But even that I don’t feel is the reason why I so automatically go for the graphic detail option. Going for that level of detail is something that I’ve done for a long time, whether it be in my own journal or in therapy etc. but it’s something I’ve always just done. If it was just to raise awareness and ensure those realities and my truth was heard, then it wouldn’t be something that I do so naturally outside of those situations.
I guess for me it’s just something that I need to do, it’s just my brains way of processing what happened to me. Some survivors need to process through art, some with body based therapies, some talking through metaphor and around the actual words, some through really graphic detail in order to purge every last painful piece. I guess I’m just one of those that has to purge out every single detail. It’s never been enough for me, never been overly healing or resulted in much processing to just talk vaguely around it. My brain insists on remembering far, far, far more than it should and the only natural response I have left is to get out as many of those details as possible in order to process them and heal.
I hate it, though, I hate it more than anything. I hate dumping my trauma on other women. Men caused my trauma, they caused this pain and they should be the ones to feel the weight of it. I don’t want to cause distress or pain for my sisters, but let’s face it, since when did men give a shit anyway? And I know it’s going to be my sisters that will advocate for all of the prostituted, I know it’s going to be my sisters that really care. Men generally only care on the basis of their mothers or their sisters or their daughters or their girlfriends or any number of their female ‘possessions’. They care on the basis that it is a personal violation to them. We care because we know it’s a violation of all womankind.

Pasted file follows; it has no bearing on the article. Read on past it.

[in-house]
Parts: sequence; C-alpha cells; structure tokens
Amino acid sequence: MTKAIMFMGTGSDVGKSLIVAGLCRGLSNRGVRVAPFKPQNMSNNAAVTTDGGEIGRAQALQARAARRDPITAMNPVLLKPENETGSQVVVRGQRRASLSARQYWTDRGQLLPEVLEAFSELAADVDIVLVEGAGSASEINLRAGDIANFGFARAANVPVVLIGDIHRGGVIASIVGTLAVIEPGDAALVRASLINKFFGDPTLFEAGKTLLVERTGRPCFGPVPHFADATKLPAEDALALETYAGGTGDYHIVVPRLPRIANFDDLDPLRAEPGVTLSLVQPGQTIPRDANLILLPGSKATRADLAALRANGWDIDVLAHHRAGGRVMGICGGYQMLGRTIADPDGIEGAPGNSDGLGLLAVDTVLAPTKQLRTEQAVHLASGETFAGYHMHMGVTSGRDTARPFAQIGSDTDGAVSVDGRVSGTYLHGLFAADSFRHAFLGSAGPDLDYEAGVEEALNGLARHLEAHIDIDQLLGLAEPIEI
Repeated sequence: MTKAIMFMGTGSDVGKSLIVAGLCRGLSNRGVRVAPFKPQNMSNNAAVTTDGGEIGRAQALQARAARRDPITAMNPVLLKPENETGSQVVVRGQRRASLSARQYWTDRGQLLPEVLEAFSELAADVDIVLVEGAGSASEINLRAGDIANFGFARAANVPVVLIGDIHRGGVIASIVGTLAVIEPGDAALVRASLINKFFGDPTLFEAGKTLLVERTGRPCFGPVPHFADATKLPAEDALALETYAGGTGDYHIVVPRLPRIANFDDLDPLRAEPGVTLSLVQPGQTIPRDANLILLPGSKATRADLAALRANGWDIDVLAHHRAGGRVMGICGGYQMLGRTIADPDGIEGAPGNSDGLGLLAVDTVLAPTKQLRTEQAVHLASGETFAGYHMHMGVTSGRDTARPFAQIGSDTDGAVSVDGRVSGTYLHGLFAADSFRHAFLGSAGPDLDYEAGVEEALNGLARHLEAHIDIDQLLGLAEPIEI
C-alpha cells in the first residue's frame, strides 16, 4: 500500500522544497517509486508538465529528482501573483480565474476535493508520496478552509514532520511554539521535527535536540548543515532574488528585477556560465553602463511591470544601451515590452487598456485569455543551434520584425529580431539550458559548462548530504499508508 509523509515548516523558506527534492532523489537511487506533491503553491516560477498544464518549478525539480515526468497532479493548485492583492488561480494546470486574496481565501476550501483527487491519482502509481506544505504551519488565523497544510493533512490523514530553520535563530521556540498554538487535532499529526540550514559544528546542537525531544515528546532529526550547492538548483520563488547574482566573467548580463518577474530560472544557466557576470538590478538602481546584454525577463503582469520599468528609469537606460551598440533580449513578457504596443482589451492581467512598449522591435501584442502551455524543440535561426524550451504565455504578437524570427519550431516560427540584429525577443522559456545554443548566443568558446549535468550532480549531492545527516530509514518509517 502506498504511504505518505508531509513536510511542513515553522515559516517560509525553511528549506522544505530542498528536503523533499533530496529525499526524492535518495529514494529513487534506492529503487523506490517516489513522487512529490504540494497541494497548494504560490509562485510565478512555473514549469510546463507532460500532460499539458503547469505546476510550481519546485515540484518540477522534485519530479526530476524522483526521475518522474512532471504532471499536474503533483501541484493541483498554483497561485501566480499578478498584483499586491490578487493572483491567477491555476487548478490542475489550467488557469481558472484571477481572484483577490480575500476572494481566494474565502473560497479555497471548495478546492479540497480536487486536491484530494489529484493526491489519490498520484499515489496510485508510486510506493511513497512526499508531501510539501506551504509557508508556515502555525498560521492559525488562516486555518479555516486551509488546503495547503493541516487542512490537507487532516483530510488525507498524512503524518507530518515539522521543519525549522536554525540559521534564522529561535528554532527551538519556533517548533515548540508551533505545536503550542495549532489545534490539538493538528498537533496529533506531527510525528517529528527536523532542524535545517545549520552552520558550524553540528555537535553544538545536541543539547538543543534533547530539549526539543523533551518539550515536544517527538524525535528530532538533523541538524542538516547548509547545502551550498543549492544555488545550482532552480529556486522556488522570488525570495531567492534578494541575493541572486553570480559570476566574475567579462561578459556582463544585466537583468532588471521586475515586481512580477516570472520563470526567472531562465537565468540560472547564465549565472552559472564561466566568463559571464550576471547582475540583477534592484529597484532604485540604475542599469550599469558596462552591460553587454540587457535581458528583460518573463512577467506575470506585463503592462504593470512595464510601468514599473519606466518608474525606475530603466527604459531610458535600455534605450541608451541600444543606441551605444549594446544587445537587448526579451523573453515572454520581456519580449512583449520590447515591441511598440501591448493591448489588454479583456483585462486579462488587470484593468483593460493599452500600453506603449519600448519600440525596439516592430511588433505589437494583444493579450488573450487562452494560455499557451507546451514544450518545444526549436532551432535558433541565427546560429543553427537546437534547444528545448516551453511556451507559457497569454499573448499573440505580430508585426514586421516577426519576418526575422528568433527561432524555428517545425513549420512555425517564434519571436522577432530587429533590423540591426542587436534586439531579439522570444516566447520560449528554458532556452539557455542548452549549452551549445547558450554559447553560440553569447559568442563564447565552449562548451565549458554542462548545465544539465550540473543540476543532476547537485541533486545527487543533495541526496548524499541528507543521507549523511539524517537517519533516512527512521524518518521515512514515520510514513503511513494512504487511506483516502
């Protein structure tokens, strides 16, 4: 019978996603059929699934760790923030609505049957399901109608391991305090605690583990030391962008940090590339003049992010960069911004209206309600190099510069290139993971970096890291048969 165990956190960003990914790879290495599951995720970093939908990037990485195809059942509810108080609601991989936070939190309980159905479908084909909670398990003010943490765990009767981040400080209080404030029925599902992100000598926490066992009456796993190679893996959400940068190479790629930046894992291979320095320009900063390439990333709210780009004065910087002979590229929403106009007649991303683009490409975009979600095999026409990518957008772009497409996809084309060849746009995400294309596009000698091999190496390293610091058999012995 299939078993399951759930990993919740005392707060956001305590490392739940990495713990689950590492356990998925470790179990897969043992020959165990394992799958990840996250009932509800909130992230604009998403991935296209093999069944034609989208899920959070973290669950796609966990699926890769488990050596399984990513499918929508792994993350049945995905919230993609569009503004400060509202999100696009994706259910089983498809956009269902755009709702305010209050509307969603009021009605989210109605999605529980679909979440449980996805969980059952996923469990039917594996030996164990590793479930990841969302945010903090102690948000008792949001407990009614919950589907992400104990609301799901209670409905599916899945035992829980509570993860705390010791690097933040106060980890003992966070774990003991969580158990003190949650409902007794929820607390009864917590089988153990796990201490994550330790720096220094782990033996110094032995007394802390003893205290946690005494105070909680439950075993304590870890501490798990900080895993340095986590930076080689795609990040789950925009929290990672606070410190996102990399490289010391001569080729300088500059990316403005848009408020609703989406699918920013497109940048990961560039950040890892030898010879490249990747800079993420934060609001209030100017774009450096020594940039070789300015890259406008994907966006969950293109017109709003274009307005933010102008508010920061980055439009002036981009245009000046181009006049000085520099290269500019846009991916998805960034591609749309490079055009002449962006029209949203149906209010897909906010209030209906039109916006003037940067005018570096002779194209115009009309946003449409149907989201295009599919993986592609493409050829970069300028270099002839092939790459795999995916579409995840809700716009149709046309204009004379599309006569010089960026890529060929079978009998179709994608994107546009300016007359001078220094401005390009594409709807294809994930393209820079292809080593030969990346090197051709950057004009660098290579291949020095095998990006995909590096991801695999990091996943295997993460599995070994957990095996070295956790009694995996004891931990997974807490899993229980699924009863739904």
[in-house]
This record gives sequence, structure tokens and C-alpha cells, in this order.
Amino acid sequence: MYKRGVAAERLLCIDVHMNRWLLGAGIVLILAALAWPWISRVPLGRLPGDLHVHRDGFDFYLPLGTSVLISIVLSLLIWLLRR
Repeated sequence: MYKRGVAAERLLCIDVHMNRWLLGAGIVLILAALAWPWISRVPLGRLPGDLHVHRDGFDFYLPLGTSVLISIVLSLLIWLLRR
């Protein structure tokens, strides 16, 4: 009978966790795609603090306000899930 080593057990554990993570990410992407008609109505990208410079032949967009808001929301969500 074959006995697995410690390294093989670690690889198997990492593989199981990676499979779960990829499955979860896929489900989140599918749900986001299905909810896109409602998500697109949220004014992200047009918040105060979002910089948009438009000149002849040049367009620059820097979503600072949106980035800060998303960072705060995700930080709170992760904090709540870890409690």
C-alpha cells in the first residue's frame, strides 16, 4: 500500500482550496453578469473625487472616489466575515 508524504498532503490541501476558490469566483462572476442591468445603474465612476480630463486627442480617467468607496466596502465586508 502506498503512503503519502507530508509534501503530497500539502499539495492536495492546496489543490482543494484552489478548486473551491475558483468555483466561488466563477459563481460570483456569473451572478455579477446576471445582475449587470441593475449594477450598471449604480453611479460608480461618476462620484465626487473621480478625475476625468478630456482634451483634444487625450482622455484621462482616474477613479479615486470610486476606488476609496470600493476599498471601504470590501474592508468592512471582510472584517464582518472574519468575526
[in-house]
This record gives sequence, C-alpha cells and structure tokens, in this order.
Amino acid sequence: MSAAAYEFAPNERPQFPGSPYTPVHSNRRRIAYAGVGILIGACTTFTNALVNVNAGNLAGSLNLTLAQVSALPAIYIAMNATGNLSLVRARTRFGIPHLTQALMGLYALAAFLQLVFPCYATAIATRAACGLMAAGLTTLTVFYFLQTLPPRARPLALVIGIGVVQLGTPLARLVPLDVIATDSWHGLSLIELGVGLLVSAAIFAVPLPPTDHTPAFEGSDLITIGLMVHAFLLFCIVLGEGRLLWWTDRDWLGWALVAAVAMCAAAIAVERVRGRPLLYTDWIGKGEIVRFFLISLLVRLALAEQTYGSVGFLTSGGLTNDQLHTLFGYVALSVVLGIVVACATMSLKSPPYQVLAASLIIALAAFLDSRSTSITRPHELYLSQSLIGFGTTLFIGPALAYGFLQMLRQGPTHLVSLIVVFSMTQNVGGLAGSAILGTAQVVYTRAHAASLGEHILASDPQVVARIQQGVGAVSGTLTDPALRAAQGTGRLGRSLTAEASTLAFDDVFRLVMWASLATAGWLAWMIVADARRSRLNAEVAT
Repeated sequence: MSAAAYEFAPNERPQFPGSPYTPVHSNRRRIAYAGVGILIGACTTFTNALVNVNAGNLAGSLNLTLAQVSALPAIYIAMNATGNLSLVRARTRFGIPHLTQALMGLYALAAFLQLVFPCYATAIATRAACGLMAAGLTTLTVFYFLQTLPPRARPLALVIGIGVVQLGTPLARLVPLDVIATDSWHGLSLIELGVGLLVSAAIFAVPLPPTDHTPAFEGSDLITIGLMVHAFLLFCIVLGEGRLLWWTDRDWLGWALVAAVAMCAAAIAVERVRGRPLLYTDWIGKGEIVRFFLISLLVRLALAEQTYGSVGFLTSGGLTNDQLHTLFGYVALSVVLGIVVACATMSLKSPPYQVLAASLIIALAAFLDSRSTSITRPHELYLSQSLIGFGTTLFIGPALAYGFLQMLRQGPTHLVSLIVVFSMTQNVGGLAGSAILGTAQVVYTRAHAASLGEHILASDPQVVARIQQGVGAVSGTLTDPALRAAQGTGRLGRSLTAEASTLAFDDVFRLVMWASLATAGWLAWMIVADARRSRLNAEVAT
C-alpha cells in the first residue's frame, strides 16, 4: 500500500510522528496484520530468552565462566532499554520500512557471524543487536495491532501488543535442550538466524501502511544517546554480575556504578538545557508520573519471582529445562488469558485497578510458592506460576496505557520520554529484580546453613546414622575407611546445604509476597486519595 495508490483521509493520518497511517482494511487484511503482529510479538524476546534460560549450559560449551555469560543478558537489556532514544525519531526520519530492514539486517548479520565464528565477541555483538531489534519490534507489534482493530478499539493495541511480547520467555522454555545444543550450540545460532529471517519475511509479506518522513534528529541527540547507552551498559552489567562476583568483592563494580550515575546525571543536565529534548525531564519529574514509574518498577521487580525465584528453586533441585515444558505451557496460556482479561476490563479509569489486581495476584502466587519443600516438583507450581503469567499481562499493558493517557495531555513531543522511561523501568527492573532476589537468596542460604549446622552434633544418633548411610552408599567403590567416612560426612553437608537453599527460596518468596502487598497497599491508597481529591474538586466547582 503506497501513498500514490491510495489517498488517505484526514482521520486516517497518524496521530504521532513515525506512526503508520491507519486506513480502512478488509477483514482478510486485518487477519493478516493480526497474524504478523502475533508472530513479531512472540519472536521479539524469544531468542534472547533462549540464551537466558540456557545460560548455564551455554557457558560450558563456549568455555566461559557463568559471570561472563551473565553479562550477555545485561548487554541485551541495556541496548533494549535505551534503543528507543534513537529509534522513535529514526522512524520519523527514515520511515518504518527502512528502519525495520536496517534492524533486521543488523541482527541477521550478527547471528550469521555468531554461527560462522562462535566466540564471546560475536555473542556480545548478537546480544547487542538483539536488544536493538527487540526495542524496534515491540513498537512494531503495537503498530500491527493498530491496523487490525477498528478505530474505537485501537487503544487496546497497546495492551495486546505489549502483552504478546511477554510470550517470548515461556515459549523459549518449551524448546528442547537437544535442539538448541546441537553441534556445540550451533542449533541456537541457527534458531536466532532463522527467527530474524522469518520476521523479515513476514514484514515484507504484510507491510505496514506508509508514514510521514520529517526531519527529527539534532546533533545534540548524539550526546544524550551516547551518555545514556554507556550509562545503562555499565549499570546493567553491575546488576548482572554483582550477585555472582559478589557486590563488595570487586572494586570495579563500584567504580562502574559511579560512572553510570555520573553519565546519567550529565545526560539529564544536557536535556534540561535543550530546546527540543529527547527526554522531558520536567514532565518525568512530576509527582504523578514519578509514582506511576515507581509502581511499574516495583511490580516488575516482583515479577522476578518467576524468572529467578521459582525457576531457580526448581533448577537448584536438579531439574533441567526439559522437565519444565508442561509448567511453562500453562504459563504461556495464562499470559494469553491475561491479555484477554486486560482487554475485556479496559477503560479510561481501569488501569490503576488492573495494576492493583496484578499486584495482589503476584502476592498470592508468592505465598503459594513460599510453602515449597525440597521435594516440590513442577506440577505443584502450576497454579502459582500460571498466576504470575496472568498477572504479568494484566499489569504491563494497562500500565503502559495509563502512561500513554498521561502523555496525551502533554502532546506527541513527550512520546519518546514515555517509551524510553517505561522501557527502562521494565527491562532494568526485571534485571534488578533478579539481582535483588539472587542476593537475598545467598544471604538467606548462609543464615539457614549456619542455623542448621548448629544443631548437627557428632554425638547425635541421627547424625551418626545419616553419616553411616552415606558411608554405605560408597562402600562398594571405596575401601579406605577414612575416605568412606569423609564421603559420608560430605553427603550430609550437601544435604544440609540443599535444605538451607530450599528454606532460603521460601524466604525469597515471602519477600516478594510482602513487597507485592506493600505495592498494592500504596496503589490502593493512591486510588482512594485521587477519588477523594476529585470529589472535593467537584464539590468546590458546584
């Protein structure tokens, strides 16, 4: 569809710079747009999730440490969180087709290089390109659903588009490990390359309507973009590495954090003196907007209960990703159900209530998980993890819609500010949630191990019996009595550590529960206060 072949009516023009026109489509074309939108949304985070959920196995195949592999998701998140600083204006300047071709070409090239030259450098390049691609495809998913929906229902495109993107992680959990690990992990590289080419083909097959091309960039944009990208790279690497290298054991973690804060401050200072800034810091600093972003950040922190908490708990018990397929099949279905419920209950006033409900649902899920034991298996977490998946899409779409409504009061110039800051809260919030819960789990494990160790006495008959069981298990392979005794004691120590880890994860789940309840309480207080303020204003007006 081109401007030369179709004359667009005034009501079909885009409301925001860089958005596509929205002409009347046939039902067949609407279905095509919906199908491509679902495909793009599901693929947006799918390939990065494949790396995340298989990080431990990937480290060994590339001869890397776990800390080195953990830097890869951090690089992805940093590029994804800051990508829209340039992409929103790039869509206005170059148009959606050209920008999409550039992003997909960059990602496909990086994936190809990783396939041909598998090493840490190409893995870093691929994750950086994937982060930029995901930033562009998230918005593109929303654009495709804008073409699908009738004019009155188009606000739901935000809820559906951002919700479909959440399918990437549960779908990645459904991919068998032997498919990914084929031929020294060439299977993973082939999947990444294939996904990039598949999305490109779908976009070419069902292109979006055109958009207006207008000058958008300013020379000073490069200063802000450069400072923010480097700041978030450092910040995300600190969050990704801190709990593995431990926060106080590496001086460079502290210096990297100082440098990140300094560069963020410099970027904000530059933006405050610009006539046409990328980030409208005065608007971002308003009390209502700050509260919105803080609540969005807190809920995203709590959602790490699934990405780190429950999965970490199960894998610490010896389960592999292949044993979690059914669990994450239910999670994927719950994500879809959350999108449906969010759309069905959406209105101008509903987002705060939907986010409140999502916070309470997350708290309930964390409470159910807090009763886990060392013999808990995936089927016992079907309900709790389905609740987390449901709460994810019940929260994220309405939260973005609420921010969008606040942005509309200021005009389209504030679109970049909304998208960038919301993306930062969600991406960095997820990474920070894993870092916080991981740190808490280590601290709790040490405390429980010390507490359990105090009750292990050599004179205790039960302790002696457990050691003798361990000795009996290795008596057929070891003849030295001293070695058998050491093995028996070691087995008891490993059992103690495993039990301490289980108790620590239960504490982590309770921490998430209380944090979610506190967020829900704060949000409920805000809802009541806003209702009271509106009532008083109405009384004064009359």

Caring is hard, it’s painful. It means opening ourselves up to the pain and the traumas of all women. It means being so painfully aware and it’s probably one of the hardest things to accept and deal with as a radical feminist. I think Dworkin said it best, really –
One of the things the women’s movement does is to make you feel pain. You feel your own pain, the pain of other women, the pain of sisters whose lives you can barely imagine. You have to have a lot of courage to accept that if you commit yourself, over the long term, not just for three months, not for a year, not for two years, but for a lifetime, to feminism, to the women’s movement, that you are going to live with a lot of pain.
– Andrea Dworkin, “Feminism: An Agenda” from “Letters From A War Zone”
I never really wanted to be the one dumping my trauma on other women, I really want men to be holding that pain because it was men that caused that pain, but as the quote above says, being a part of this movement means we do feel that pain and it’s hard, beyond hard, but it’s what we’ve committed ourselves to. I feel that pain every time I hear my sister’s experiences, I feel that pain every time I talk to friends and other womyn. I don’t mind bearing others pain, I’ve never cared about myself enough to care too much about what I take on, but I never wanted to be the one causing pain to others.
I guess it doesn’t really matter, there’s more than enough ‘good’ reasons to be using the level of detail that I do. It helps me on a personal and an individual level and it gives a voice to all the prostituted, all the exited women, all the women that didn’t survive along the way.
I still feel guilty and I’ll always feel guilty about the level of detail that I use and the harm I may be doing to other womyn, but these words are far too important, they need to be heard both for my sake and for the sake of thousands upon thousands of other womyn.